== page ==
Suffragettes in the Silent Cinema

A Film by Kay Sloan

2003 | 35 minutes | Color/BW | DVD | Order No. 09964


In the days before movies could talk, silent films spoke clearly of sexual politics, and in Suffragettes in the Silent Cinema, historian and writer Kay Sloan has assembled rare and wonderful footage that opens a historic window onto how women’s suffrage was represented in early American cinema.

Taking advantage of the powerful new medium, early filmmakers on both sides of the contentious issue of suffrage used film to create powerful propaganda and images about women. Suffragettes in the Silent Cinema contains clips from many films from the era, including: A Lively Affair (1912); A Busy Day (1914), which stars a young Charlie Chaplin in drag portraying a suffragist; and the pro-suffragist film, What 80 Million Women Want (1913), which includes an eloquent speech from president of the Women’s Political Union, Harriet Stanton Blatch.

Silent films may have passed into history, and their representations of feminists abandoning babies or stealing bicycles to attend suffragette meetings may now seem outrageous, but the struggle for gender equality and the issues surrounding representations of women in the media remain as fascinating, engaging, and relevant as ever.


“Very useful in illuminating the social and media context in which the women’s suffrage movement was active... [and] helps viewers consider connections to how women are treated by the media today.”

Eleanor Whitney Academic Programs Coord., Brooklyn Museum

“This film won me over. Has archival value for identifying and compiling the surviving footage, and good commentary. I see a place for this in a women’s studies or film unit on representation.”

Joyce Follet Sophia Smith’s Women’s History Collection, Smith College

“Not only does [it] breathe new life into an art form that barely even exists, but it encapsulates a very definitive time period in which women were working hard to liberate themselves.”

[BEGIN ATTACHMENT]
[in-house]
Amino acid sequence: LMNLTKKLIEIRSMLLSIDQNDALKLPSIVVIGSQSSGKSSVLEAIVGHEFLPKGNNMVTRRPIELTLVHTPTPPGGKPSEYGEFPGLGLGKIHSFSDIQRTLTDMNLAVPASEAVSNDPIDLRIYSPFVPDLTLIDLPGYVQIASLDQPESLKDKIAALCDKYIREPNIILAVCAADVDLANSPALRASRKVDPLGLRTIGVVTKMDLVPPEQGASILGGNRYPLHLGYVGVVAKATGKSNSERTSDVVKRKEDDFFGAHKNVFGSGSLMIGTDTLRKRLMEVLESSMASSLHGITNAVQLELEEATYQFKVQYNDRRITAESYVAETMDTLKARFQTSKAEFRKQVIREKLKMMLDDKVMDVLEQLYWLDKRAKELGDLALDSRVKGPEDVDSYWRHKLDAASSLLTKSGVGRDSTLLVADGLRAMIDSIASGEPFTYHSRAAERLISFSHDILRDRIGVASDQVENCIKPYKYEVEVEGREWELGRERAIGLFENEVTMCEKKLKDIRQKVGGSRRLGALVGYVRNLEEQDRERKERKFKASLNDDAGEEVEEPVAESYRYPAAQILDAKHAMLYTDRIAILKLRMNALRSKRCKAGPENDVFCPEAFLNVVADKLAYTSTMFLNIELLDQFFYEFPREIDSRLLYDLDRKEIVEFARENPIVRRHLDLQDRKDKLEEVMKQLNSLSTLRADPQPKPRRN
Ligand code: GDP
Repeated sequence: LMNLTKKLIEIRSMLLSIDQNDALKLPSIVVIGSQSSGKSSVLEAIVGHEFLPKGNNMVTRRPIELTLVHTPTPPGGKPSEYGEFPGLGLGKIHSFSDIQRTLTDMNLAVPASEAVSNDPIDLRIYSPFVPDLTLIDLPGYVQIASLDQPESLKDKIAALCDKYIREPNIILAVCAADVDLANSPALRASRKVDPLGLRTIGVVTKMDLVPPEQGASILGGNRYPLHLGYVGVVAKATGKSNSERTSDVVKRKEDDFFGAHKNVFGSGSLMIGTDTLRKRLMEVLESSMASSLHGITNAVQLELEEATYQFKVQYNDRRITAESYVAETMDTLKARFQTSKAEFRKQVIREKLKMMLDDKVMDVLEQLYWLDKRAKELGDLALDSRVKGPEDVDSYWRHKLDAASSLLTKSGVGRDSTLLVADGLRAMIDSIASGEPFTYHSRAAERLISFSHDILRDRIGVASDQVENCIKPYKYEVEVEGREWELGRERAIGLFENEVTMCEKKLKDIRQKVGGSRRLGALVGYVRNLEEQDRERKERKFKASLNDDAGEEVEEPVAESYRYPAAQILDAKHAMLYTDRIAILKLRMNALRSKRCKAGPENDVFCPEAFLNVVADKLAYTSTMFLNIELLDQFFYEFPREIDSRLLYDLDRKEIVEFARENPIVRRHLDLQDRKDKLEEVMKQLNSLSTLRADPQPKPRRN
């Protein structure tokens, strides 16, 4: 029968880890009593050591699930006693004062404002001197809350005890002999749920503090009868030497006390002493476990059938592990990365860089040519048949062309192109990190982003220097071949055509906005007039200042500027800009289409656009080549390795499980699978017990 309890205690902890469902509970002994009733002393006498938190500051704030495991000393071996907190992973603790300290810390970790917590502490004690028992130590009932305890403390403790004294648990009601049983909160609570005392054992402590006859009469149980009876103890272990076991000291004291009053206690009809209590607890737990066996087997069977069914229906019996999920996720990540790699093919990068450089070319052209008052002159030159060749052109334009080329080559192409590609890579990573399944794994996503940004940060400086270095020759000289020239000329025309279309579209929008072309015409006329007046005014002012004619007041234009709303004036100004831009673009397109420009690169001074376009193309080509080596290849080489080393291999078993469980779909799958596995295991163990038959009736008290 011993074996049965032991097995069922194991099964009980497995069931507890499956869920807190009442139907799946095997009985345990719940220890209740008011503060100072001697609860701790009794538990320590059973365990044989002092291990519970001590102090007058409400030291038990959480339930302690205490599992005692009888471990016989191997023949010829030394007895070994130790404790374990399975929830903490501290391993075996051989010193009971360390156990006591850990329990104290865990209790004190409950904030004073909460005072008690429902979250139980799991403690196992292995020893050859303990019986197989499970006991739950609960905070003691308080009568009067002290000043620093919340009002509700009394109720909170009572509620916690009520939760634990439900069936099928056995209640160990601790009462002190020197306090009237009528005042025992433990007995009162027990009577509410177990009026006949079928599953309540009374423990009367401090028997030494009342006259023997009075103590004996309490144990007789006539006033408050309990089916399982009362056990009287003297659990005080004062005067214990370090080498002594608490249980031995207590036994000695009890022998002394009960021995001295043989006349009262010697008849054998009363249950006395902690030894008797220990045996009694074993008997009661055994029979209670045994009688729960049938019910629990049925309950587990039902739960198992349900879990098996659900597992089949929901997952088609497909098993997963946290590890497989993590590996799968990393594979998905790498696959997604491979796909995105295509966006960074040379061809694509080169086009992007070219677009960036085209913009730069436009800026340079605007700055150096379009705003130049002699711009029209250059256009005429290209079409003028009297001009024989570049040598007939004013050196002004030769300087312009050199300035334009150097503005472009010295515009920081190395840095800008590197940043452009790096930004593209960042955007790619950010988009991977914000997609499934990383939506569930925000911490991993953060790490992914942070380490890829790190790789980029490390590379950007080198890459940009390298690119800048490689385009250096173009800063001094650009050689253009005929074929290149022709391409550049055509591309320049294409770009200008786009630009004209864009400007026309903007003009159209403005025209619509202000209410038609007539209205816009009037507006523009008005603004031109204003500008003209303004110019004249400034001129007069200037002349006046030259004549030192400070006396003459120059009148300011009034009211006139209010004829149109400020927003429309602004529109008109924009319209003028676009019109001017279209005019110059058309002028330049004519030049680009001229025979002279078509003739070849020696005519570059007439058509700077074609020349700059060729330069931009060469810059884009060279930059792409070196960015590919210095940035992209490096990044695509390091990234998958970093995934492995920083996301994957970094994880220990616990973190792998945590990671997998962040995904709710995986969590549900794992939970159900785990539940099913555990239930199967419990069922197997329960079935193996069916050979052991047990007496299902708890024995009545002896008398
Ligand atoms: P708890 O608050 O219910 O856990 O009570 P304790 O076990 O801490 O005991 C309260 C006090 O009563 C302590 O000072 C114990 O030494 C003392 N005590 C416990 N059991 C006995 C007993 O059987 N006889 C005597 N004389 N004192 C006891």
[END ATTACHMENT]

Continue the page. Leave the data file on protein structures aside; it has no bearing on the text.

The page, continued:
Michelle Groene City Beat

“Wonderfully captures the passions and cruel prejudices that fueled the debates surrounding the struggle of American women and their male allies to win the vote, while also supplying the historical highlights that led to the passage of the Nineteenth Amendment.”

Louise W. Knight Author, “Citizen: Jane Addams and the Struggle for Democracy


  • Miami Int'l Film Festival
  • Women in Resistance Film Festival, Paris
  • Women's Film Festival, Barcelona
  • Pordenone Silent Film Festival, Venice
  • Filmor Int'l Women's Film Festival, Istanbul


Kay Sloan

Kay Sloan's work has been groundbreaking in the field of woman suffrage and silent film. Working in the pre-digital era, Sloan located films made by woman suffragists to further their cause in an era when many motion pictures brutally satirized the "votes for women" movement. Her documentary, Suffragettes in the Silent Cinema, was the first to bring the surviving films to public attention in the 1970s. Now digitalized and expanded, Sloan's film has been shown in university classrooms and film festivals throughout the world. Her book, "The Loud Silents: Origins of the Social Problem Film," and her articles, "Sexual Warfare in the Silent Cinema" (American Quarterly) and "A Cinema In Search of Itself" (Cineaste), shaped the then-new field of the early women's movement and cinema.

Sloan earned her Ph.D. in American Studies from The University of Texas. She is also an award-winning novelist, poet and essayist, as well as cultural historian. Her novels, Give Me You, The Patron Saint of Red Chevys, and Worry Beads have won, respectively, the William Faulkner-Wisdom Prize for Novella, Barnes and Noble's Discover Great New Writers selection, nomination for the Mississippi Arts and Letters Book Award, and the Ohioana Award for Best Novel.
She is now Distinguished Professor Emerita at Miami University of Ohio. (7/19)


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